Ray McDonald's performance that day -- six tackles, including three for losses, plus a sack -- served notice the team had made the right call in paying starter money to the former backup defensive lineman. McDonald finished the season with career highs for starts (15) and sacks (5.5). He forced two fumbles, both in the final five weeks of the season.
Pete Prisco from CBSSports.com singled out McDonald as an under-the-radar player to watch for the 49ers against New Orleans in the divisional playoff round Saturday. This is a good call among several possibilities. Cornerback Carlos Rogers and free safety Dashon Goldson aren't quite under-the-radar players -- both are headed to the Pro Bowl -- but neither commands as much attention as established stars Patrick Willis or Justin Smith.
Rogers and Goldson showed a big-play flair during the regular season. Rogers set a career single-season high with six interceptions, only two fewer than he collected during six previous NFL seasons. Goldson's six interceptions were also a career high. He had five in four seasons previously.
K.C. Joyner, who made friends on the NFC West blog by calling them potential playoff pretenders two months ago, thinks the 49ers will have ample opportunities to force turnovers against the Saints. A little pressure from McDonald and friends would help Rogers, Goldson and the secondary, of course.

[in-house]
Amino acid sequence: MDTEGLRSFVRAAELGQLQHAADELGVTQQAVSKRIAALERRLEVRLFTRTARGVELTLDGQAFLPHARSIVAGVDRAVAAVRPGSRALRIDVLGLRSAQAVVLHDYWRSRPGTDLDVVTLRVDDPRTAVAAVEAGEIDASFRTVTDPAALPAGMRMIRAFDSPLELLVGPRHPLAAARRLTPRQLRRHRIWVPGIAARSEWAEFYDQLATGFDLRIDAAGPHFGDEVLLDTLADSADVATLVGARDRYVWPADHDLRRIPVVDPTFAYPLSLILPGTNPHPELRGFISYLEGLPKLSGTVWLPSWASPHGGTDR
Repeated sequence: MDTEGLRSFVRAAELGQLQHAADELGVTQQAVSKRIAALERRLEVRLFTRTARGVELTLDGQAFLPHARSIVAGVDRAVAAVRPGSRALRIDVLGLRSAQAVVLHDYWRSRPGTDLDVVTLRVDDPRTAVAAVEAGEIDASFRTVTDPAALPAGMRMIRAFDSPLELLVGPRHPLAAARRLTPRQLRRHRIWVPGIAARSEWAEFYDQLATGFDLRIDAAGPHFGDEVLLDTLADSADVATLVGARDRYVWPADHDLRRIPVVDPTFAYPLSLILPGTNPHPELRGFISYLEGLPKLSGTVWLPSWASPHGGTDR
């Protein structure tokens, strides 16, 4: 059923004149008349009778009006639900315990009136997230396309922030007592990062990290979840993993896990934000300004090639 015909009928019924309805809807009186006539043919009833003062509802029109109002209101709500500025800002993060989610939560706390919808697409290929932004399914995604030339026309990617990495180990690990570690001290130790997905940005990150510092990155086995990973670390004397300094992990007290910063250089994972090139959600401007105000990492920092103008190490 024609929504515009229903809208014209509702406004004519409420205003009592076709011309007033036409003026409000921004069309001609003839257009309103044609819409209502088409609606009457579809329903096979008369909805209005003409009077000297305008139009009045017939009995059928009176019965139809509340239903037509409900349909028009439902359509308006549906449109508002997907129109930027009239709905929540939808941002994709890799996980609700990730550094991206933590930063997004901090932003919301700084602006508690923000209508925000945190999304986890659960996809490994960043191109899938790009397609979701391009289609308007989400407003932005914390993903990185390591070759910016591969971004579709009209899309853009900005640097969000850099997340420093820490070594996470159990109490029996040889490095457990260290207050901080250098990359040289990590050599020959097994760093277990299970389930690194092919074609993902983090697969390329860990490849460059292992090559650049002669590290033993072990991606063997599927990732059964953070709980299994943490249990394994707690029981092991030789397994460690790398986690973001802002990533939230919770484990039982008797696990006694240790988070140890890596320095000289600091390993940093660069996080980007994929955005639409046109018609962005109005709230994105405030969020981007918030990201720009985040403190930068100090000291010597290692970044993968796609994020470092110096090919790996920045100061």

Joyner, writing for Insider subscribers, cites evidence suggesting Drew Brees' willingness to take chances could cost him against the 49ers' defense. Counter to intuition, he says the 49ers might be best served getting into a higher-scoring game with New Orleans.
Joyner notes that the 49ers scored at least 20 points in every home game this season. He says the Saints usually gave up that many or more on the road, and turnovers have often played a role. Brees has a 7-25 starting record when the Saints give up at least 20 points and lose the turnover battle. San Francisco tied an NFL record with only 10 turnovers this season.
I was also interested in a historical reference Joyner made in tying the Saints to other teams that set offensive records during the regular season. They run counter to the idea that New Orleans would automatically benefit from a wide-open game.